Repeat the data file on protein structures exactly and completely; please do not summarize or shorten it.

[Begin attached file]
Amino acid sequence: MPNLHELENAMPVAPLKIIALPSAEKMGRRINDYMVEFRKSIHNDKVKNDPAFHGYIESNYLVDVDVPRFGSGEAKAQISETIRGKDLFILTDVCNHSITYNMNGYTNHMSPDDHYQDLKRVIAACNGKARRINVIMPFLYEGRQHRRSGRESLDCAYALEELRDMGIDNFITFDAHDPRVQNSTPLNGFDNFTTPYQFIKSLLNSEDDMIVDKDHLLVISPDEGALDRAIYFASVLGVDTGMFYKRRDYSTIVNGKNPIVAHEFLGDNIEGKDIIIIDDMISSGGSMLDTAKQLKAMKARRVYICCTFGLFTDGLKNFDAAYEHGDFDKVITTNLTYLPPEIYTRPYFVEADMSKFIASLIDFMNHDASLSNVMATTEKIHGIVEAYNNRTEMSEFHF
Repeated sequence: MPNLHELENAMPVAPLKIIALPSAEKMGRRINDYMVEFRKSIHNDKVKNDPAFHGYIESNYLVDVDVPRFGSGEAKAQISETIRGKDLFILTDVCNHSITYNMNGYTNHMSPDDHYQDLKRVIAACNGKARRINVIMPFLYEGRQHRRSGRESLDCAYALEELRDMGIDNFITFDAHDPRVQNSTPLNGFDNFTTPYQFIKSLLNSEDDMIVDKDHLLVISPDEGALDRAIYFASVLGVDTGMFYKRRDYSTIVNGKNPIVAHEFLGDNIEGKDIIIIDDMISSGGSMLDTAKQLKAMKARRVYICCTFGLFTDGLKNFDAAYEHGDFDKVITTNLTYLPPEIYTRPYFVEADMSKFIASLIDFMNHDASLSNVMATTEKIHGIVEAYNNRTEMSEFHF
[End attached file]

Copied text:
Amino acid sequence: MPNLHELENAMPVAPLKIIALPSAEKMGRRINDYMVEFRKSIHNDKVKNDPAFHGYIESNYLVDVDVPRFGSGEAKAQISETIRGKDLFILTDVCNHSITYNMNGYTNHMSPDDHYQDLKRVIAACNGKARRINVIMPFLYEGRQHRRSGRESLDCAYALEELRDMGIDNFITFDAHDPRVQNSTPLNGFDNFTTPYQFIKSLLNSEDDMIVDKDHLLVISPDEGALDRAIYFASVLGVDTGMFYKRRDYSTIVNGKNPIVAHEFLGDNIEGKDIIIIDDMISSGGSMLDTAKQLKAMKARRVYICCTFGLFTDGLKNFDAAYEHGDFDKVITTNLTYLPPEIYTRPYFVEADMSKFIASLIDFMNHDASLSNVMATTEKIHGIVEAYNNRTEMSEFHF
Repeated sequence: MPNLHELENAMPVAPLKIIALPSAEKMGRRINDYMVEFRKSIHNDKVKNDPAFHGYIESNYLVDVDVPRFGSGEAKAQISETIRGKDLFILTDVCNHSITYNMNGYTNHMSPDDHYQDLKRVIAACNGKARRINVIMPFLYEGRQHRRSGRESLDCAYALEELRDMGIDNFITFDAHDPRVQNSTPLNGFDNFTTPYQFIKSLLNSEDDMIVDKDHLLVISPDEGALDRAIYFASVLGVDTGMFYKRRDYSTIVNGKNPIVAHEFLGDNIEGKDIIIIDDMISSGGSMLDTAKQLKAMKARRVYICCTFGLFTDGLKNFDAAYEHGDFDKVITTNLTYLPPEIYTRPYFVEADMSKFIASLIDFMNHDASLSNVMATTEKIHGIVEAYNNRTEMSEFHF